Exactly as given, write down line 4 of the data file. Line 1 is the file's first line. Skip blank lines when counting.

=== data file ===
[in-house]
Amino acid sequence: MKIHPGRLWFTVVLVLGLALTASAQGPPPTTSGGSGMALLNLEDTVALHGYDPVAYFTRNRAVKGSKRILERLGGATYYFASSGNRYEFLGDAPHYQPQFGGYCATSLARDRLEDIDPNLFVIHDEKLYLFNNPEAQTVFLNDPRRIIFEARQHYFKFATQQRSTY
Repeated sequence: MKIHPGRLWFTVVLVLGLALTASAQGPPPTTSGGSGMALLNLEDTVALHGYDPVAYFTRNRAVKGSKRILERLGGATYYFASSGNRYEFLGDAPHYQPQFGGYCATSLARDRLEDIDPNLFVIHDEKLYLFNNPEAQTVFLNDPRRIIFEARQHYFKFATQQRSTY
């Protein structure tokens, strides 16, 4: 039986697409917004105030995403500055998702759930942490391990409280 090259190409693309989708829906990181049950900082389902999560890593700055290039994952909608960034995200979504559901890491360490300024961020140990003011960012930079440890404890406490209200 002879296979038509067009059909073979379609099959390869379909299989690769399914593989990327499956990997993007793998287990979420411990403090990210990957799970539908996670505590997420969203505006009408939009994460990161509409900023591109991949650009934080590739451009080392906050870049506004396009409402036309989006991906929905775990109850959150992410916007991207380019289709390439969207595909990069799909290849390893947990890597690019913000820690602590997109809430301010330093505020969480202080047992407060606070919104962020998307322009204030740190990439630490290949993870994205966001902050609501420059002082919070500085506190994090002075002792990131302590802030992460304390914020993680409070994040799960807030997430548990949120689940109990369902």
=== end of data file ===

């Protein structure tokens, strides 16, 4: 039986697409917004105030995403500055998702759930942490391990409280 090259190409693309989708829906990181049950900082389902999560890593700055290039994952909608960034995200979504559901890491360490300024961020140990003011960012930079440890404890406490209200 002879296979038509067009059909073979379609099959390869379909299989690769399914593989990327499956990997993007793998287990979420411990403090990210990957799970539908996670505590997420969203505006009408939009994460990161509409900023591109991949650009934080590739451009080392906050870049506004396009409402036309989006991906929905775990109850959150992410916007991207380019289709390439969207595909990069799909290849390893947990890597690019913000820690602590997109809430301010330093505020969480202080047992407060606070919104962020998307322009204030740190990439630490290949993870994205966001902050609501420059002082919070500085506190994090002075002792990131302590802030992460304390914020993680409070994040799960807030997430548990949120689940109990369902």